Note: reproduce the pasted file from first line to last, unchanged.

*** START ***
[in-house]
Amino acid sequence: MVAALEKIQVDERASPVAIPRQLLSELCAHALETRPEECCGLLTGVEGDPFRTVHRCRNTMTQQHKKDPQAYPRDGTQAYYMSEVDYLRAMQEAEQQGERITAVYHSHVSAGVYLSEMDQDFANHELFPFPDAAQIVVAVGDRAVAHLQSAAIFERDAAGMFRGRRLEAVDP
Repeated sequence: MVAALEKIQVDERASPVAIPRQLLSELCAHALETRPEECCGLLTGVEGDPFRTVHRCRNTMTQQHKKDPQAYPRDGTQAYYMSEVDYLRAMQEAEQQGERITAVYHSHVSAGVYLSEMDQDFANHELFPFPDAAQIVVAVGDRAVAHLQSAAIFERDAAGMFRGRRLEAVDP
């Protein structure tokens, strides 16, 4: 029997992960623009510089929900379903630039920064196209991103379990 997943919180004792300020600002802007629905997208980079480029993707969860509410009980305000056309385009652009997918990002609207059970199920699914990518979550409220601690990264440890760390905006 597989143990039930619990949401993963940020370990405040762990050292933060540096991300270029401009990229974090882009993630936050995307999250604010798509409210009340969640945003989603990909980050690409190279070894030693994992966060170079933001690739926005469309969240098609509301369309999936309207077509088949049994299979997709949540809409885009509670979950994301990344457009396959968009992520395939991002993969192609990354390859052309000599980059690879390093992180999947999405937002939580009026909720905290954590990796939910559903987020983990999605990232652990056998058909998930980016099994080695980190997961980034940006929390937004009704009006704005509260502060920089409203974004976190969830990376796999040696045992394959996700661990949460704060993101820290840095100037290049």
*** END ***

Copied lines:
[in-house]
Amino acid sequence: MVAALEKIQVDERASPVAIPRQLLSELCAHALETRPEECCGLLTGVEGDPFRTVHRCRNTMTQQHKKDPQAYPRDGTQAYYMSEVDYLRAMQEAEQQGERITAVYHSHVSAGVYLSEMDQDFANHELFPFPDAAQIVVAVGDRAVAHLQSAAIFERDAAGMFRGRRLEAVDP
Repeated sequence: MVAALEKIQVDERASPVAIPRQLLSELCAHALETRPEECCGLLTGVEGDPFRTVHRCRNTMTQQHKKDPQAYPRDGTQAYYMSEVDYLRAMQEAEQQGERITAVYHSHVSAGVYLSEMDQDFANHELFPFPDAAQIVVAVGDRAVAHLQSAAIFERDAAGMFRGRRLEAVDP
């Protein structure tokens, strides 16, 4: 029997992960623009510089929900379903630039920064196209991103379990 997943919180004792300020600002802007629905997208980079480029993707969860509410009980305000056309385009652009997918990002609207059970199920699914990518979550409220601690990264440890760390905006 597989143990039930619990949401993963940020370990405040762990050292933060540096991300270029401009990229974090882009993630936050995307999250604010798509409210009340969640945003989603990909980050690409190279070894030693994992966060170079933001690739926005469309969240098609509301369309999936309207077509088949049994299979997709949540809409885009509670979950994301990344457009396959968009992520395939991002993969192609990354390859052309000599980059690879390093992180999947999405937002939580009026909720905290954590990796939910559903987020983990999605990232652990056998058909998930980016099994080695980190997961980034940006929390937004009704009006704005509260502060920089409203974004976190969830990376796999040696045992394959996700661990949460704060993101820290840095100037290049």